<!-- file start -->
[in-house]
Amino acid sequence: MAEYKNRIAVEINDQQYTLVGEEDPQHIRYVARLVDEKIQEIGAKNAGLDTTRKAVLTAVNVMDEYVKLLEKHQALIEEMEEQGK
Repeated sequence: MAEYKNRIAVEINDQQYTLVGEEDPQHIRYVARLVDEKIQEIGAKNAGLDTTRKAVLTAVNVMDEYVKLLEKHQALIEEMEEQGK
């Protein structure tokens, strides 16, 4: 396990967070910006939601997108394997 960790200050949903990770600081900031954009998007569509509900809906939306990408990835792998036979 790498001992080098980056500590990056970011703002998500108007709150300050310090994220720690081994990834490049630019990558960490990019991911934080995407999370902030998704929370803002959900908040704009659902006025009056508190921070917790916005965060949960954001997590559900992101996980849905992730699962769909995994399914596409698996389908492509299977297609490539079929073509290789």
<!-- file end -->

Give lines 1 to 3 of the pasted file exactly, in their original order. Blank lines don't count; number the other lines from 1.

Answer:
[in-house]
Amino acid sequence: MAEYKNRIAVEINDQQYTLVGEEDPQHIRYVARLVDEKIQEIGAKNAGLDTTRKAVLTAVNVMDEYVKLLEKHQALIEEMEEQGK
Repeated sequence: MAEYKNRIAVEINDQQYTLVGEEDPQHIRYVARLVDEKIQEIGAKNAGLDTTRKAVLTAVNVMDEYVKLLEKHQALIEEMEEQGK